Monday, May 11, 2015

Acanthus for all of us

Guest blogger Fred Heath presents the plants of the Acanthus Family. 

The word that comes to mind for the flowers in the Acanthus Family (Acanthaceae) found in Sabino Canyon is "elegant." Of the four species found in Sabino, three are relatively small and without looking closely their beauty is easily missed.

Photo by Ned Harris 4/25/2012

Photo by Fred Heath 4/4/2015

The most common species is the Twin Seed (Dicliptera resupinata) which is found throughout the area. People generally notice the purple flowers, but a closer look reveals its graceful form. Note in the side view the green bract with encloses the base of the flower. These dry to a papery white and protect the seeds. This plant is used as host plant (what the caterpillars eat) by the Texan Crescent (no wonder there are so many in Sabino) and the Tiny Checkerspot.

Photo by Matt Ball

Photo by Fred Heath 4/4/2015

The largest flower and plant in the family in Sabino is the scrub-like Desert Honeysuckle (Anisacanthus thurberi), a favorite of our local hummingbirds. Although it is called a honeysuckle, it not a true honeysuckle (Caprifoliiaceae family). (A number of species in the Honeysuckle family are found higher in our local mountains.) Desert Honeysuckle is a host plant for the Elada Checkerspot, which can easily be confused with the similar Tiny Checkerspot.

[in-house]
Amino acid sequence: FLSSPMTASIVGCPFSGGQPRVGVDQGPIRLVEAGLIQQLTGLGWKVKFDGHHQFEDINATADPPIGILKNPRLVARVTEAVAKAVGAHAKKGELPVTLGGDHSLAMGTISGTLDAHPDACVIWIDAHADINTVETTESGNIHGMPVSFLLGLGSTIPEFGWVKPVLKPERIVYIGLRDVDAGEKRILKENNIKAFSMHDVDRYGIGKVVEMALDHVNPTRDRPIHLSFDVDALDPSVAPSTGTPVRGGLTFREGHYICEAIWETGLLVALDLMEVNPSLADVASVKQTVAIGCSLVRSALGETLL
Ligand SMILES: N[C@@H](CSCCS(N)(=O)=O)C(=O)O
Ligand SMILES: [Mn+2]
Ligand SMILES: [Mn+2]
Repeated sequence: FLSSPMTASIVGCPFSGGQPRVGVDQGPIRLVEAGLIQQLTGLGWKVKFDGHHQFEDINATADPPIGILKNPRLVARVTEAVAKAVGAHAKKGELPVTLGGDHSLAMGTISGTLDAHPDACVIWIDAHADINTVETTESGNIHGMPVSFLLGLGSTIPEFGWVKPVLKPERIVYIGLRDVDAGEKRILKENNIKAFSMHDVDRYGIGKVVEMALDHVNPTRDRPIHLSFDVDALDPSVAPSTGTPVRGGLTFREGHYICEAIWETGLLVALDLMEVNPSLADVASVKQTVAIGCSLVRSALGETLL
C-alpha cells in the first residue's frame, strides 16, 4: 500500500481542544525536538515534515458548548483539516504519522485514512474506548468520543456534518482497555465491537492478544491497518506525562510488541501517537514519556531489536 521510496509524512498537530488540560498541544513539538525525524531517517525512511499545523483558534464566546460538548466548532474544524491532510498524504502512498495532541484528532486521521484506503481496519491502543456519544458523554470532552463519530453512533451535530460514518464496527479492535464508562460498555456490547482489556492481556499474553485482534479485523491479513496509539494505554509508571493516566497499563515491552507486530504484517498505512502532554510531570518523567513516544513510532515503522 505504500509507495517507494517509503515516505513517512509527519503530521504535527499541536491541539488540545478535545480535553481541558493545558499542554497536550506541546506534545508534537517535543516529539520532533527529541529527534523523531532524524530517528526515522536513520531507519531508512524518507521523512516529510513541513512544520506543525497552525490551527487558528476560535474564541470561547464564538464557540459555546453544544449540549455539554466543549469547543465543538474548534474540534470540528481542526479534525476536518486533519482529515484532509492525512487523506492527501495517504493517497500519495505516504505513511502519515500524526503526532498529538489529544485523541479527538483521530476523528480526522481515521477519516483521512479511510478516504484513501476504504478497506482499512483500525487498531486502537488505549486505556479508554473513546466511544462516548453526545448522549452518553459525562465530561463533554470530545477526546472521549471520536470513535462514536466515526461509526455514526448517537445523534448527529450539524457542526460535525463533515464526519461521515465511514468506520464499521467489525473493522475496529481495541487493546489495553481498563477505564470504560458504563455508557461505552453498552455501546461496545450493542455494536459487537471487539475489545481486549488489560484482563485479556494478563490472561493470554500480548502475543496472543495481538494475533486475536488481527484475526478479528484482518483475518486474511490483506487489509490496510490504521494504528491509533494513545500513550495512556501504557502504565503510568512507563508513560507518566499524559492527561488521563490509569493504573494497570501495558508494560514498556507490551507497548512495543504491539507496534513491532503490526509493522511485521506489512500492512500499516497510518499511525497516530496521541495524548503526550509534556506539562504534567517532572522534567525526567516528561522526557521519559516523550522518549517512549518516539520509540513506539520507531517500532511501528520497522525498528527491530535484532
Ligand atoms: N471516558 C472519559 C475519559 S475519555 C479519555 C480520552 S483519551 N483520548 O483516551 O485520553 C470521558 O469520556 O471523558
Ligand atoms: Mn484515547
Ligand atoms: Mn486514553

Photo by Ned Harris 3/29/2015

The last two Acanthus have small white flowers and are easily overlooked. The Carlowrightia (Carlowrightia arizonica) doesn’t have a common name probably in part because it is not generally noticed by the average person. The genus name comes from a 19th century botanist, Charles (Carlos) Wright. When I see them they remind me of tiny angels.

Photo by Matt Ball

Photo by Fred Heath 4/4/2015

The final Acanthus is White Needle-Flower (Justicia longii). I really don't like the common name for this plant and use the genus name because it sounds as elegant as the flower looks. The genus name is for a botanist, this time from the 18th century named James Justice (OK, but not so elegant). Looking at the flower straight on is neat, but the side view with its long tube gives a good idea where the "needle-flower" in the common name comes from and probably also the species name "longii" in the scientific name (although there is an early 20th century botanist named Bayard Long, so who knows)

Anne says: A few years ago, we saw all four Acanthus species on one of the spring plant walks. There was much rejoicing!
Thanks, Fred, for a wonderful post!

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